“Is there a cure?” was one of the first questions a young Tolulope Rosanwo asked after learning her siblings had sickle cell anemia.
The answer—not for everyone—has never satisfied her, and was the impetus for the University of Chicago graduate to attend medical school. Now a third-year Case Western Reserve University medical student, her research focuses on developing improved treatments and a patient-personalized cure for the disease, in which red blood cells don’t properly develop—slowing and preventing blood flow and oxygen to the body.
This summer, Rosanwo is conducting extensive research on the disease as a second-year fellow in the prestigious Howard Hughes Medical Institute’s Medical Research Fellows Program. She is one of 79 students across the country, including Cleveland Clinic Lerner College of Medicine of Case Western Reserve students Jennifer Hu and Erin Yamamoto, participating in the program this year.
Rosanwo and Hu, who are longtime friends and former roommates, will complete their fellowships at Harvard Medical School, while Yamamoto will conduct her research at Lerner College.
The program encourages the development of future medical-scientists by providing a year of full-time, mentored laboratory research to medical, dental and veterinary students. Some, like Rosanwo, are asked to stay on for a second year.
Before applying for the program, applicants must first secure a mentor who will work with and support them in their research. HHMI, which often assists in identifying potential mentors, suggested Harvard Medical School Dean George Daley, who has research expertise in blood disorders.
Rosanwo took a chance and emailed Daley cold. To her surprise, he responded. After a reference check and a Skype interview, Daley committed to mentoring Rosanwo.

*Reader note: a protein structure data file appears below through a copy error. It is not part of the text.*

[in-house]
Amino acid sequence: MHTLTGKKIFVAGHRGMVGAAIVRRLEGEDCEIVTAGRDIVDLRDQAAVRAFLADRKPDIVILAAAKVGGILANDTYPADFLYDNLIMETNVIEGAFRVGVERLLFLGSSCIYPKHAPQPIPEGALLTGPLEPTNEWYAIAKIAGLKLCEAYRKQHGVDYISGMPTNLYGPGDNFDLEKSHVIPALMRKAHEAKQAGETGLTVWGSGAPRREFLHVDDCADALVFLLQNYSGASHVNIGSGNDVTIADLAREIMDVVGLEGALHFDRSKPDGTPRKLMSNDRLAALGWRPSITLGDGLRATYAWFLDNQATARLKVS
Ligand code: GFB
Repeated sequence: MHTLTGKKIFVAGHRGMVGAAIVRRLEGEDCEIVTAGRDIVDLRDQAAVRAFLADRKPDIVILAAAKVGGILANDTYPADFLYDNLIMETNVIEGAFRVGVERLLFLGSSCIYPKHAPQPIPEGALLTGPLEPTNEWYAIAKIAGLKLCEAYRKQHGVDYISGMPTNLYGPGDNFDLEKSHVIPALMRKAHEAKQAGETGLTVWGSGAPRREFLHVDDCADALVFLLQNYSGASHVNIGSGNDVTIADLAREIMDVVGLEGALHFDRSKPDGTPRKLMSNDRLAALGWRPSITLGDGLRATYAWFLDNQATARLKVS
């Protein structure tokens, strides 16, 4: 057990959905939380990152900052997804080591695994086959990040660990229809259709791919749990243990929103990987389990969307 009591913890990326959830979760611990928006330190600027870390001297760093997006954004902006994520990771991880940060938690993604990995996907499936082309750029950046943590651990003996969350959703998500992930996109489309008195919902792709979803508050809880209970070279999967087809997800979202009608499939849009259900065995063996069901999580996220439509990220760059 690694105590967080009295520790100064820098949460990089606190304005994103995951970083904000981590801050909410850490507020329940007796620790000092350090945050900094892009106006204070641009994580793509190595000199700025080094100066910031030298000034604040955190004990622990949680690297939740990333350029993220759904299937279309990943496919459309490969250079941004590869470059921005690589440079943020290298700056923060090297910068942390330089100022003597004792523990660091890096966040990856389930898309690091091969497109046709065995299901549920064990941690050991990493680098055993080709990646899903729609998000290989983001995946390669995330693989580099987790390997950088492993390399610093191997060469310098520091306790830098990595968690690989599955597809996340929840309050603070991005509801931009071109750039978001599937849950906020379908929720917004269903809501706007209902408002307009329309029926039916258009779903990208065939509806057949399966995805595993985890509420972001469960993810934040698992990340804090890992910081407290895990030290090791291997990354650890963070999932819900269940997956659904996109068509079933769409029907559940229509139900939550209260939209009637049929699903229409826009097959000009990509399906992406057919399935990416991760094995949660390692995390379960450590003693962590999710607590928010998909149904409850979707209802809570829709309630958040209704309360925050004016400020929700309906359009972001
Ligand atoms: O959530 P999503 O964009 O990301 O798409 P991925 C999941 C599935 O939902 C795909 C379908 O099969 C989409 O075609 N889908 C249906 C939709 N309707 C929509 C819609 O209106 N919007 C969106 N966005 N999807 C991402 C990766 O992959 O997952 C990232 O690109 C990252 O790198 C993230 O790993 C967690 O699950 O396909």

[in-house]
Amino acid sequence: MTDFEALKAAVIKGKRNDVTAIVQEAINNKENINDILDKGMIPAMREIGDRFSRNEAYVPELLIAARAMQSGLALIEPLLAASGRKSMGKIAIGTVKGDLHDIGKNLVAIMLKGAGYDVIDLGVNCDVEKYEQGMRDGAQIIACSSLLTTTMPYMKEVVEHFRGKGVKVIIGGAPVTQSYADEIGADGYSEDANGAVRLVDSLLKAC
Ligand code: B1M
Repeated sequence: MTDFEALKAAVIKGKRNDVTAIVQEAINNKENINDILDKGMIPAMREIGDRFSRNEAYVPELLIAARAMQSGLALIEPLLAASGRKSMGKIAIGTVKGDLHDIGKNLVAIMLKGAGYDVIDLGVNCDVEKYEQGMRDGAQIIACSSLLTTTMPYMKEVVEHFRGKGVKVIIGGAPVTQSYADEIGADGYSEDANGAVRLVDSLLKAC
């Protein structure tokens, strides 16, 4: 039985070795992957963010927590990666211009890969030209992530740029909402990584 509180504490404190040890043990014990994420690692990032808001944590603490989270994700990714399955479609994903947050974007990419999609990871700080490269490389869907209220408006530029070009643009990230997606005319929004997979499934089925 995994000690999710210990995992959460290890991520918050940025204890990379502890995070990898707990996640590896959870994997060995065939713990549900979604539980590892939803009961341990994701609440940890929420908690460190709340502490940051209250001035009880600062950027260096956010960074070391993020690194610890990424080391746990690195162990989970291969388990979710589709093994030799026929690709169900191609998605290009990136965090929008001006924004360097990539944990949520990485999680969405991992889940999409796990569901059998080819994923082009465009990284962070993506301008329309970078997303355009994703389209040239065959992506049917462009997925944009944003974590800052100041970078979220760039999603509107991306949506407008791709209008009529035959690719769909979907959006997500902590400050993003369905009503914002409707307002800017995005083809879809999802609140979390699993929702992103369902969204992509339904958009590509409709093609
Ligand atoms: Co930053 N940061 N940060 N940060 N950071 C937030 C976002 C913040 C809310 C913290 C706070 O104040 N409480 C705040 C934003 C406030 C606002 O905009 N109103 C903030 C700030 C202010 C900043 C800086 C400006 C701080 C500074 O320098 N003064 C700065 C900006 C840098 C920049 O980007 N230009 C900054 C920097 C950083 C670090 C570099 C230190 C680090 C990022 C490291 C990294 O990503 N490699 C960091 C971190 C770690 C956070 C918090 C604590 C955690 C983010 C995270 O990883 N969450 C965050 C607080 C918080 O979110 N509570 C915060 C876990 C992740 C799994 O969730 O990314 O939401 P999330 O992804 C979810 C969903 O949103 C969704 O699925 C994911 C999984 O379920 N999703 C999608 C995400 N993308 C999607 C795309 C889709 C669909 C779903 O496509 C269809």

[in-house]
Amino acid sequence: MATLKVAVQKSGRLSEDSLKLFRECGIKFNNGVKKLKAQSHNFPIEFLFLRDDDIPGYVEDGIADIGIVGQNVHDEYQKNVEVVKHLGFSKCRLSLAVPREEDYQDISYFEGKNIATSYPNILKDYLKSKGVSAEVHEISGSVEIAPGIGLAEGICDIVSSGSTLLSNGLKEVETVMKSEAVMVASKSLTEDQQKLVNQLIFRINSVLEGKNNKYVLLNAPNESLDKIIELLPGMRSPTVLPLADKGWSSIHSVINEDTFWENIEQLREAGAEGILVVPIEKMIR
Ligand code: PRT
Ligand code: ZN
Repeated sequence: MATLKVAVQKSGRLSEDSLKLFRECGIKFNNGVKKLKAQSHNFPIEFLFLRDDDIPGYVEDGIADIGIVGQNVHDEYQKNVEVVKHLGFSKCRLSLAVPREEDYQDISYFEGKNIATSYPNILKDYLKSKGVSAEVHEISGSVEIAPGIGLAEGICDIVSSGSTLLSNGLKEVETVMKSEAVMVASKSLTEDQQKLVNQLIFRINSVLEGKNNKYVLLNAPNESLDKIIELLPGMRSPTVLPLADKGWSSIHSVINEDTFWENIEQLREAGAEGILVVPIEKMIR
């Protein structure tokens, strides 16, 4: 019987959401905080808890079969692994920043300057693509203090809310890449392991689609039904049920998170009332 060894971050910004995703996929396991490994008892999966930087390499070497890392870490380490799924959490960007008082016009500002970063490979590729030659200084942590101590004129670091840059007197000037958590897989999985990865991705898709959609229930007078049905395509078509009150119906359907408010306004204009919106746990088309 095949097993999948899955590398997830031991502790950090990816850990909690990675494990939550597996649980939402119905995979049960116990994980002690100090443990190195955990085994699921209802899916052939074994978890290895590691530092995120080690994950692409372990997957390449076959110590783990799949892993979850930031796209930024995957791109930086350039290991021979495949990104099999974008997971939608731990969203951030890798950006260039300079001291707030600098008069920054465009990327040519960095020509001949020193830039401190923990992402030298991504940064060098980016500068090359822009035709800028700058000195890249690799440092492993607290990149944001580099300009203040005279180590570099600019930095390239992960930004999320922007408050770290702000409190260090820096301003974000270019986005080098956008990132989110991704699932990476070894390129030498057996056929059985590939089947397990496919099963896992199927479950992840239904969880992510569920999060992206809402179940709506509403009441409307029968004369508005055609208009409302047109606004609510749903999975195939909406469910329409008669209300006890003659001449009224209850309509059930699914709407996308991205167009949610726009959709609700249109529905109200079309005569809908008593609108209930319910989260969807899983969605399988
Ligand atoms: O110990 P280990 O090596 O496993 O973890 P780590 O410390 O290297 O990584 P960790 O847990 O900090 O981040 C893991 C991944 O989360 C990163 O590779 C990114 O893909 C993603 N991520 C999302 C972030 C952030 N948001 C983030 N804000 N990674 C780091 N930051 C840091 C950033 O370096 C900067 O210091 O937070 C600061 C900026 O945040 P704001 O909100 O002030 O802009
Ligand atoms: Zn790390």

“That was the first big excitement in the process,” Rosanwo said.
A few months later, Rosanwo was studying for the United States Medical Licensing Exam boards when she learned she had been accepted into the HHMI program.
“I was pretty stressed from studying for the Step 1 exam boards,” she said, “so getting that news was a really wonderful and welcome thing.”
In her first year in the program, Rosanwo worked in Daley’s lab, where she successfully created red blood cells that model sickle cell disease. The support from Daley and the other mentors who Rosanwo worked alongside solidified her decision to continue with her research, which will now focus on investigating ways to fix the sickling problem with the red blood cells she created.
“I decided to stay for a second year because I was really enjoying what I was doing,” Rosanwo said. “I was very invested in my project and wanted to push it further.”
Daley has been one of Rosanwo’s biggest supporters, she said.
“I’m really grateful for that, and also his willingness to let me keep enjoying what I’m doing, and keep on exploring science.”
Learn more about Rosanwo in this week’s five questions.
1. What’s your favorite place in Cleveland?
Severance Hall—I love the Cleveland Orchestra. I was a student ambassador, so I advertised the different performances to my classmates and I got a free pass to all the performances during the season. It’s just right down the street from school, and every time people come visit me in Cleveland, I make sure to take them there.
2. If you could have any superpower, what would you pick?
Oh, healing—easily! That would be very helpful in my line of work.
3. When you were younger, what did you want to be when you grew up?
A Jedi—I’m a huge Star Wars fan.
4. Throughout all of your schooling, what was the most important lesson you ever learned?
Perseverance. A lot of people don’t try to learn from their mistakes, and just give up. What helps me is building relationships with my professors and peers, and trying not to give up if I don’t understand something. Also, learning how to advocate for myself. It’s hard to get through life if you’re not going to be your own cheerleader.
5. What’s your favorite thing about Case Western Reserve?
The faculty really care about the students. At my undergraduate college, I felt like people cared about my education and making sure I was learning, but at Case Western Reserve University, it’s obvious they care about your education and your development as a person. I really appreciate that…I’ve always felt that the faculty here really try to have our best interest at heart and want to support us. Maybe it’s the Midwestern kindness and people are just nicer in Ohio!